5 Sense Guide To Inspiring Workplace Creativity (Infographic)

Posted on Sep 16 2013 - 11:16am by Alexandra Ashton

Using the five senses we have come up with a guide to inspiring workplace creativity. The first and probably most important is color. Staring at plain white office walls day in, day out can certainly put a dampener on the best of spirits, so consider painting them green, as this has been shown to help with personal self-improvement and mastering tasks. It is a color people associate with nature and growth, and when compared to white people in a green room score 20% on creativity tests. If you are looking for brainstorming results then try to avoid red, and instead go for a shade of blue, which equates to openness and offers safety to explore new ideas.

Working next to a light bulb increases creativity due to image association. Draw a cartoon light bulb over a cartoon scientist, and everyone will know the scientist has just had a great idea. In a recent study researchers primed their subjects with this iconic image and discovered it actually boosted their problem solving skills when the problem required a creative solution. Fancy and expensive LED, halogen, and compact fluorescent bulbs are unnecessary as our brains have been programmed to associate creativity with old-fashioned incandescent bulbs, and the lower power the better as dim illumination heightens perceived freedom from constraints.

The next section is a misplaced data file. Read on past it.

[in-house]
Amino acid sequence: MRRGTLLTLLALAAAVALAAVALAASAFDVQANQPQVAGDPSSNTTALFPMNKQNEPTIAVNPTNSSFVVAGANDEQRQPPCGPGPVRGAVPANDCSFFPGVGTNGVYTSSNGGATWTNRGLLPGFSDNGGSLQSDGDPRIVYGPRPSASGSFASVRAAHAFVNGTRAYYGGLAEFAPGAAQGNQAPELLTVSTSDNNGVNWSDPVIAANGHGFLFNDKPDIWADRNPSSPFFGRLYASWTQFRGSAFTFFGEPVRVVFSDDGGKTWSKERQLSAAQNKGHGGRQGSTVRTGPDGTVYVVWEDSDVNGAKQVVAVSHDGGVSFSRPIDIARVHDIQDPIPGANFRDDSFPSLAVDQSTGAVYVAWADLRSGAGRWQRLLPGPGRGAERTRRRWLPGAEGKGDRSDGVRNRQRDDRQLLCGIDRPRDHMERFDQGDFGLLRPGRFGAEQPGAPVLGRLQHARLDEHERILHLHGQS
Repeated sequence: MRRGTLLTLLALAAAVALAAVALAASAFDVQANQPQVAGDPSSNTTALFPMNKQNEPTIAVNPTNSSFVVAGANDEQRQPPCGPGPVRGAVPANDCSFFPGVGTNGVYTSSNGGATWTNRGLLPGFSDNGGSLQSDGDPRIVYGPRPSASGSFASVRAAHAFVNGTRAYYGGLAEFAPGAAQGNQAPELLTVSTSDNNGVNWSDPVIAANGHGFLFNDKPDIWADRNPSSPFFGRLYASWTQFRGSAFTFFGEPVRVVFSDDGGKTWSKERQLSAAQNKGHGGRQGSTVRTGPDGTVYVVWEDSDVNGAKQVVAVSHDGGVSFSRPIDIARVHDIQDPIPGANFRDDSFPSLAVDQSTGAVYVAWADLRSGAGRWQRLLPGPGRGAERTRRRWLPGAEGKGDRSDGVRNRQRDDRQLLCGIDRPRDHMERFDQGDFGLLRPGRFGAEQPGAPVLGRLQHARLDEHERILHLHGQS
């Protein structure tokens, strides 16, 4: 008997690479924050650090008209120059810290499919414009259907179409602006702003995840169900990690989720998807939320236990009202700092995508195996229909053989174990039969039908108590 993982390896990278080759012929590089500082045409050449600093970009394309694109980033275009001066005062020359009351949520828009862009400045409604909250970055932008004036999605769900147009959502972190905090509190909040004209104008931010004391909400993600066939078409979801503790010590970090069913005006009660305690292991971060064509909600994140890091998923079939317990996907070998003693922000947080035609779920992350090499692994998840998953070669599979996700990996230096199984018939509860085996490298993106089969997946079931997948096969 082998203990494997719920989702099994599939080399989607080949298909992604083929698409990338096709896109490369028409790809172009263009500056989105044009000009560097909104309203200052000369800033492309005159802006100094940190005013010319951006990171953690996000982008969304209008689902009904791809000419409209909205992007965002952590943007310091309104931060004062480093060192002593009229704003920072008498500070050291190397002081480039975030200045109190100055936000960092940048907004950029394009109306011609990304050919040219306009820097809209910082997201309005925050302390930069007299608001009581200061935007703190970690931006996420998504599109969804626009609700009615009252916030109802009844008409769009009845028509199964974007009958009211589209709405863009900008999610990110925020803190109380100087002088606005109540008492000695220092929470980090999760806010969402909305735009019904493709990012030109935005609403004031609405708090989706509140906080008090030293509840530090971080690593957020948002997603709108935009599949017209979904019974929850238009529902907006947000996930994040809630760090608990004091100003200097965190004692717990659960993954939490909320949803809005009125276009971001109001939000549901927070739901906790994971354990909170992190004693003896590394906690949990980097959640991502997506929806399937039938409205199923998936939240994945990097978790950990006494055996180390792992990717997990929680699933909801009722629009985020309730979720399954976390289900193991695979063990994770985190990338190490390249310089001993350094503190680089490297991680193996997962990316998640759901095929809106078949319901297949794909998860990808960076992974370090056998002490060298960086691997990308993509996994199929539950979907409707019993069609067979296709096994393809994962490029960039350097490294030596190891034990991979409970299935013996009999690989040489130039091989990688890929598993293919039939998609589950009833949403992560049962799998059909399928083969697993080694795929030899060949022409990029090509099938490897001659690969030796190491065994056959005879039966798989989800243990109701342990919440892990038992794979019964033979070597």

One of the more peculiar tricks to encourage inspiration could be to drink decaf coffee but imagine it is caffeinated! A wandering mind is key to creativity and too much caffeine means your mind is too focused to wander, so trick yourself by drinking decaf. Listening to soft, ‘creative’ music can also be productive, but try jazz or reggae rather than easy listening. Try and keep the level of ambient noise reasonable low, as a high level can reduce the extent of information processing.


About the Author

Alexandra Ashton, Communications at Neomam Studios , the UK based Infographic Agency. Alexandra is a content and design enthusiast with a keen eye for detail.